Blackwood's Edinburgh Magazine, Volume 85

W. Blackwood & Sons, 1859

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Expressions et termes fréquents

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Page 113 - And it is our further will that, so far as may be, our subjects, of whatever race or creed, be freely and impartially admitted to offices in our service, the duties of which they may be qualified, by their education, ability, and integrity, duly to discharge.
Page 110 - Firmly relying ourselves on the truth of Christianity, and acknowledging with gratitude the solace of religion, we disclaim alike the right and the desire to impose our convictions on any of our subjects.
Page 107 - We shall respect the rights, dignity, and honour of native princes as our own, and we desire that they, as well as our own subjects, should enjoy that prosperity and that social advancement which can only be secured by internal peace and good government.
Page 107 - We desire no extension of our present territorial possessions ; and while we will permit no aggression upon our dominions, or our rights, to be attempted with impunity, we shall sanction no encroachment on those of others. We shall respect the rights, dignity, and honour of native princes as our own...
Page 116 - In their prosperity will be our strength ; in their contentment our security ; and in their gratitude our best reward. And may the God of all power grant to us, and to those in authority under us, strength to carry out these our wishes for the good of our people.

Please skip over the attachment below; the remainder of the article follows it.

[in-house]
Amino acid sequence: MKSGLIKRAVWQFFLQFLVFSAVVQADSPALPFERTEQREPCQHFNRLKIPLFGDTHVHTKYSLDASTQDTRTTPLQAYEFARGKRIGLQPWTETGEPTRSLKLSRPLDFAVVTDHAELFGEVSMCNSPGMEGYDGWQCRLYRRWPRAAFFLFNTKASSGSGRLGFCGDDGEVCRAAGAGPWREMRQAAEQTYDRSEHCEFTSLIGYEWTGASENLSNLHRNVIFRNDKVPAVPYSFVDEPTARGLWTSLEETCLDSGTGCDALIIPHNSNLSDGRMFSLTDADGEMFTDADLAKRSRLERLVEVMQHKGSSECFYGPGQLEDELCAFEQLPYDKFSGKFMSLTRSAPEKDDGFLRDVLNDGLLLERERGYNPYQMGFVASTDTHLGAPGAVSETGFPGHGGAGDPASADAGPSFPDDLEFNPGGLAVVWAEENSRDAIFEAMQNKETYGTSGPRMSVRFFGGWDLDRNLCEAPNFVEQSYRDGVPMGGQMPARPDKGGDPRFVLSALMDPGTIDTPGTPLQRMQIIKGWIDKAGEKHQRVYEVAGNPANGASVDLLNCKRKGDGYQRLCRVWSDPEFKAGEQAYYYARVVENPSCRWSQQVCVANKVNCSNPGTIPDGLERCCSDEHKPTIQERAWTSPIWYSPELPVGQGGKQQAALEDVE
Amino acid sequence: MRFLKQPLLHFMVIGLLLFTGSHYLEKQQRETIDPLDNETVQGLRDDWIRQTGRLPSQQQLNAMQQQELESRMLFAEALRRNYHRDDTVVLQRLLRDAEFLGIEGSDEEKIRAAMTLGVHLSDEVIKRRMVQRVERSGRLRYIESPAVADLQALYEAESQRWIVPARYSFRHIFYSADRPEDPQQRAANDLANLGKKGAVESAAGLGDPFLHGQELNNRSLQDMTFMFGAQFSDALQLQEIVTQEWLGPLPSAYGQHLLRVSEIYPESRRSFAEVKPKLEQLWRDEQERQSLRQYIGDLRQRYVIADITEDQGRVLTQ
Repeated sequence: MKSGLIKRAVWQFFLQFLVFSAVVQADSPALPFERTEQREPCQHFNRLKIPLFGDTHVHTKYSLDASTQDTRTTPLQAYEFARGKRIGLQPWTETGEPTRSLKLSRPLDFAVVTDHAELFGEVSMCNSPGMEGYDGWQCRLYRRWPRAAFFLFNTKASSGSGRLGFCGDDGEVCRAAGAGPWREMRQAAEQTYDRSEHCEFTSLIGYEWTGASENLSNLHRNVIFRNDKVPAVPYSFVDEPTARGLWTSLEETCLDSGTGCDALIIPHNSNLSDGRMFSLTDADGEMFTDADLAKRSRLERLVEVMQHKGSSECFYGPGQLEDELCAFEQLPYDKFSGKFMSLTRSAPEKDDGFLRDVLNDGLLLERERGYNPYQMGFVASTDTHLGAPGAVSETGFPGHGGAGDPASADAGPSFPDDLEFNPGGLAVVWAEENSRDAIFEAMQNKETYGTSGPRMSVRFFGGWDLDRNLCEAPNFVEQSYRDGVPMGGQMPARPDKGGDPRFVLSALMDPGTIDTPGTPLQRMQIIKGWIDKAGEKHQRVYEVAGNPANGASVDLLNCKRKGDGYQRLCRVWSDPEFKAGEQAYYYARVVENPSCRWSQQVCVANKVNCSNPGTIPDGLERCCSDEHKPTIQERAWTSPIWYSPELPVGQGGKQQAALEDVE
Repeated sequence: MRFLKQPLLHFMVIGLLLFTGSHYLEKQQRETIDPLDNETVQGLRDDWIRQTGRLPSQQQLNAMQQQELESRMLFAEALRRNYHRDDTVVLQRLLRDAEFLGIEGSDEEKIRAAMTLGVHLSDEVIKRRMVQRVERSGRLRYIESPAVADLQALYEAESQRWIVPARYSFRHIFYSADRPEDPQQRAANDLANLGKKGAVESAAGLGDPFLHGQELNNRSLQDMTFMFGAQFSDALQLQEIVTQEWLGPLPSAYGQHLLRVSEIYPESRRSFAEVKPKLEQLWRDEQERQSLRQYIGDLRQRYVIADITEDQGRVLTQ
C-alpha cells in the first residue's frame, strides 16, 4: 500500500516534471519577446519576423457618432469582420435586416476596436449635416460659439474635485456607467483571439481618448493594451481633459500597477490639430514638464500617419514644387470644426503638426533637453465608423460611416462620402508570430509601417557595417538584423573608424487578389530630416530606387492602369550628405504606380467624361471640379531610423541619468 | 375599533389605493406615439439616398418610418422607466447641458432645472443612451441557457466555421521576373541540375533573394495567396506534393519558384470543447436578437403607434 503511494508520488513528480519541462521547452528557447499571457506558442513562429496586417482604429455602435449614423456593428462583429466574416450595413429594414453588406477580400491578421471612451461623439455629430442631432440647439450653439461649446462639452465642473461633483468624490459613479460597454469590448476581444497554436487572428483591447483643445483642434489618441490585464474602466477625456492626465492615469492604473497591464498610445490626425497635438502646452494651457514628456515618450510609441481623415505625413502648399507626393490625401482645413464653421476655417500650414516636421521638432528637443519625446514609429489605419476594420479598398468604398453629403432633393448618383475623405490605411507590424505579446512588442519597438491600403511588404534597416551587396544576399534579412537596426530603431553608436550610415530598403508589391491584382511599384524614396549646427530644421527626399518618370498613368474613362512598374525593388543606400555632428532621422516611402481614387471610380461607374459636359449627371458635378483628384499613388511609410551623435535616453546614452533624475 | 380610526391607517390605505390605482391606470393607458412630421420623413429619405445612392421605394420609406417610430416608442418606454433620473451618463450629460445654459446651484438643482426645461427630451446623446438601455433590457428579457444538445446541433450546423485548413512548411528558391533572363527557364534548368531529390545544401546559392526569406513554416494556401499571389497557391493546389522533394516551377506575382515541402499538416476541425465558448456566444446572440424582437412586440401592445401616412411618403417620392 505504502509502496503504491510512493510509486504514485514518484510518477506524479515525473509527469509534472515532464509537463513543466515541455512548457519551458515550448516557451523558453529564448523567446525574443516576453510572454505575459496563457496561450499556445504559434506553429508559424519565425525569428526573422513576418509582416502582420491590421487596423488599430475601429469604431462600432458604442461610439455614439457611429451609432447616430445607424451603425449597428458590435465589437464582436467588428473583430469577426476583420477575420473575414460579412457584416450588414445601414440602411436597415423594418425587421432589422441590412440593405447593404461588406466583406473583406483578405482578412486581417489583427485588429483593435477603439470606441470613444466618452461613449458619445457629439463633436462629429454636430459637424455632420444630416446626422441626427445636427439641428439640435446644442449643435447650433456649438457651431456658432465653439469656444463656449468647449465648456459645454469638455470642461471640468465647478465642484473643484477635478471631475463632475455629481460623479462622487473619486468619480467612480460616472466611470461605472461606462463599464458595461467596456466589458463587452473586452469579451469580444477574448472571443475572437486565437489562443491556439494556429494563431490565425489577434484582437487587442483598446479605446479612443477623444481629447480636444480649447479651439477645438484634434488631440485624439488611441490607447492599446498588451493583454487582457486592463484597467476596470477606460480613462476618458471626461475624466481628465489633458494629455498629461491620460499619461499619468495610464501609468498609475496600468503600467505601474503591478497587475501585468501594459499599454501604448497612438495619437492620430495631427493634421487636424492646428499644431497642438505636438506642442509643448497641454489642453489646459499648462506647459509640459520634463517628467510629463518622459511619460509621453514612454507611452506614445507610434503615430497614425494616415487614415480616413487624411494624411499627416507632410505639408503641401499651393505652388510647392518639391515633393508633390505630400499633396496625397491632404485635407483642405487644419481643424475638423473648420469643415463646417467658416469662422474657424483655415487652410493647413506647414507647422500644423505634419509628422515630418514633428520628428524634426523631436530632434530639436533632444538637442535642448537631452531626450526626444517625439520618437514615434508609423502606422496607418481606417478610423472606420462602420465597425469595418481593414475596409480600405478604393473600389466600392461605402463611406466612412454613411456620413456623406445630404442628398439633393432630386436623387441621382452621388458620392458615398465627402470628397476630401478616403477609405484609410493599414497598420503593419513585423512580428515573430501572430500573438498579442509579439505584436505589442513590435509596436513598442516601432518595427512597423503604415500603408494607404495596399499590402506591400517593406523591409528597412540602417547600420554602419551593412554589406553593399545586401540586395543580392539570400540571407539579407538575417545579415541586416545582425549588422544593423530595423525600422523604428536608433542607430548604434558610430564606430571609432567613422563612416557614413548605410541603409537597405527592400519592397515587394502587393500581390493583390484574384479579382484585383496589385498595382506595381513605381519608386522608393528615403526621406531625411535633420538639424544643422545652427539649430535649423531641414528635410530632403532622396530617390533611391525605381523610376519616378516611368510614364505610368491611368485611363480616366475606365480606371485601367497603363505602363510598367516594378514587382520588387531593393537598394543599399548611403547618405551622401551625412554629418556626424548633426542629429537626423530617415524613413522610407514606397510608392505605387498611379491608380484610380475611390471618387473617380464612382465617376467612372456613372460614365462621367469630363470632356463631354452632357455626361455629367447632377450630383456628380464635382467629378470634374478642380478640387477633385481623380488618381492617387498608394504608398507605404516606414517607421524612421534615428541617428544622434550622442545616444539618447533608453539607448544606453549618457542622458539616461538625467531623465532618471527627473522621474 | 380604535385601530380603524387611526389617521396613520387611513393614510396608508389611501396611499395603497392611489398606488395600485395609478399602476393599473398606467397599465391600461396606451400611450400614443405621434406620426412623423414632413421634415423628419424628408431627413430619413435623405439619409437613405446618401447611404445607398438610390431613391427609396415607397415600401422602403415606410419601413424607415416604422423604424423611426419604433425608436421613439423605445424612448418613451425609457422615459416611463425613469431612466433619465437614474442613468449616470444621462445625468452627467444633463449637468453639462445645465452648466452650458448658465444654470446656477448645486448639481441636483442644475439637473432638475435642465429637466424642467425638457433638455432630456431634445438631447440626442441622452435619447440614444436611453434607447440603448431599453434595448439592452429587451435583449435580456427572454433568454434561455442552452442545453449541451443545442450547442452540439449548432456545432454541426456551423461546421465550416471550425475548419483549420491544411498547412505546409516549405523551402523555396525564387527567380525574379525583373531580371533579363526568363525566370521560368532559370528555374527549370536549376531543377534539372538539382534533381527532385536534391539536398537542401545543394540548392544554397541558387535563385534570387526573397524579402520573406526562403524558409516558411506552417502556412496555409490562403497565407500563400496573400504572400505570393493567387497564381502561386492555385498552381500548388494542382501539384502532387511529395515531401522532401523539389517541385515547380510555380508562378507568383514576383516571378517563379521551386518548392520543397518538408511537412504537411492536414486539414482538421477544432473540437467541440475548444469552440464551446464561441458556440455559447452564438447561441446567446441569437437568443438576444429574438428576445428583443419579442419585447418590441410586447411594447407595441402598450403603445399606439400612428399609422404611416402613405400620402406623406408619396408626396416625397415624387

Page 327 - So that not only this our craft is in danger to be set at nought ; but also there is danger that the temple of the great goddess Diana should be despised, and her magnificence destroyed, whom all Asia and the world worship.
Page 98 - Justice I have now before me, august and pure; the abstract idea of all that would be perfect in the spirits and the aspirings of men ; where the mind rises, where the heart expands ; where the countenance is ever placid and benign ; where...
Page 115 - ... revolt, their lives alone can be guaranteed ; but in apportioning the penalty due to such persons full consideration will be given to the circumstances under which they have been induced to throw off their allegiance ; and large indulgence will be shown to those whose crimes may appear to have originated in too credulous acceptance of the false reports circulated by designing men.
Page 119 - ... under which no living figure or spirit any longer dwells ; but only spiders and unclean beetles, in horrid accumulation, drive their trade ; and the mask still glares on you with its...
Page 165 - I confess that I do not entertain that firm and complete attachment to the liberty of the press which things that are supremely good in their very nature are wont to excite in the mind; and I approve of it more from a recollection of the evils it prevents than from a consideration of the advantages it ensures.

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